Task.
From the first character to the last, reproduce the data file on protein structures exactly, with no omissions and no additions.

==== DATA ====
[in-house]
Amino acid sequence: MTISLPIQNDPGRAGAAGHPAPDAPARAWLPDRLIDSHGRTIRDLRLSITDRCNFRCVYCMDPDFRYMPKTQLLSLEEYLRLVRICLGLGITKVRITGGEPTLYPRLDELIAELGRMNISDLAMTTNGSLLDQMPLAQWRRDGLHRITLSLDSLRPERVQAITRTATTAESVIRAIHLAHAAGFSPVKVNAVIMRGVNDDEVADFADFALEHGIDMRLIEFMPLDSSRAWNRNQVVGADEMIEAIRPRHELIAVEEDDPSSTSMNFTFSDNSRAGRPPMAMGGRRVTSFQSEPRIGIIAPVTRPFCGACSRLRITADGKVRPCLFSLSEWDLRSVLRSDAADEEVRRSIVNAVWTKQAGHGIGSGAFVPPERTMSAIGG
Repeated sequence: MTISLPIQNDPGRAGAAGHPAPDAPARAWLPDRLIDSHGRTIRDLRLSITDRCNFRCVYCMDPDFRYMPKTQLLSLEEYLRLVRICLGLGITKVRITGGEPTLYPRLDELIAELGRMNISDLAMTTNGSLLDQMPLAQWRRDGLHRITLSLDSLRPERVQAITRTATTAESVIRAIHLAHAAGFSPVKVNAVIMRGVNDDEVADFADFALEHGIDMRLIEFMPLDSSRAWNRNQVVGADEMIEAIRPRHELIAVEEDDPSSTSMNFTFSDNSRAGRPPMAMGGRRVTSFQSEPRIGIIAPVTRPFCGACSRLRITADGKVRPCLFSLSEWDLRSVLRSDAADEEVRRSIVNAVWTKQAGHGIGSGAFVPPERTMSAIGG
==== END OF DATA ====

[in-house]
Amino acid sequence: MTISLPIQNDPGRAGAAGHPAPDAPARAWLPDRLIDSHGRTIRDLRLSITDRCNFRCVYCMDPDFRYMPKTQLLSLEEYLRLVRICLGLGITKVRITGGEPTLYPRLDELIAELGRMNISDLAMTTNGSLLDQMPLAQWRRDGLHRITLSLDSLRPERVQAITRTATTAESVIRAIHLAHAAGFSPVKVNAVIMRGVNDDEVADFADFALEHGIDMRLIEFMPLDSSRAWNRNQVVGADEMIEAIRPRHELIAVEEDDPSSTSMNFTFSDNSRAGRPPMAMGGRRVTSFQSEPRIGIIAPVTRPFCGACSRLRITADGKVRPCLFSLSEWDLRSVLRSDAADEEVRRSIVNAVWTKQAGHGIGSGAFVPPERTMSAIGG
Repeated sequence: MTISLPIQNDPGRAGAAGHPAPDAPARAWLPDRLIDSHGRTIRDLRLSITDRCNFRCVYCMDPDFRYMPKTQLLSLEEYLRLVRICLGLGITKVRITGGEPTLYPRLDELIAELGRMNISDLAMTTNGSLLDQMPLAQWRRDGLHRITLSLDSLRPERVQAITRTATTAESVIRAIHLAHAAGFSPVKVNAVIMRGVNDDEVADFADFALEHGIDMRLIEFMPLDSSRAWNRNQVVGADEMIEAIRPRHELIAVEEDDPSSTSMNFTFSDNSRAGRPPMAMGGRRVTSFQSEPRIGIIAPVTRPFCGACSRLRITADGKVRPCLFSLSEWDLRSVLRSDAADEEVRRSIVNAVWTKQAGHGIGSGAFVPPERTMSAIGG